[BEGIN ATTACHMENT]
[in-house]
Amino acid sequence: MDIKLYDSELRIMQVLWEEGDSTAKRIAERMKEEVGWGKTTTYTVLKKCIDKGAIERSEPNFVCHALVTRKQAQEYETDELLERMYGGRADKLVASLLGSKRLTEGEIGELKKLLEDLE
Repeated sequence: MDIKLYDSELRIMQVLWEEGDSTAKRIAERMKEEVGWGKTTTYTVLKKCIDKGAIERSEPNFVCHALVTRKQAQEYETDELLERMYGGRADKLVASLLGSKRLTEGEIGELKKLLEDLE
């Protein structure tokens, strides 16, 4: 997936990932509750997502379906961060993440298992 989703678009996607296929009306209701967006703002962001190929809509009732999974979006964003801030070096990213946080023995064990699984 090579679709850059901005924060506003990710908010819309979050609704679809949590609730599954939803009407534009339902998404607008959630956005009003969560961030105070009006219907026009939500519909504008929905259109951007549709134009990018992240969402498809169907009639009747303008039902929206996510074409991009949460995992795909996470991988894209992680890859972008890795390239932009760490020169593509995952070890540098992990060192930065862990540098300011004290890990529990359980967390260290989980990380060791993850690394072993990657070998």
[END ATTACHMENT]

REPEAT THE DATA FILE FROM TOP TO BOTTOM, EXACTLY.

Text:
[in-house]
Amino acid sequence: MDIKLYDSELRIMQVLWEEGDSTAKRIAERMKEEVGWGKTTTYTVLKKCIDKGAIERSEPNFVCHALVTRKQAQEYETDELLERMYGGRADKLVASLLGSKRLTEGEIGELKKLLEDLE
Repeated sequence: MDIKLYDSELRIMQVLWEEGDSTAKRIAERMKEEVGWGKTTTYTVLKKCIDKGAIERSEPNFVCHALVTRKQAQEYETDELLERMYGGRADKLVASLLGSKRLTEGEIGELKKLLEDLE
């Protein structure tokens, strides 16, 4: 997936990932509750997502379906961060993440298992 989703678009996607296929009306209701967006703002962001190929809509009732999974979006964003801030070096990213946080023995064990699984 090579679709850059901005924060506003990710908010819309979050609704679809949590609730599954939803009407534009339902998404607008959630956005009003969560961030105070009006219907026009939500519909504008929905259109951007549709134009990018992240969402498809169907009639009747303008039902929206996510074409991009949460995992795909996470991988894209992680890859972008890795390239932009760490020169593509995952070890540098992990060192930065862990540098300011004290890990529990359980967390260290989980990380060791993850690394072993990657070998």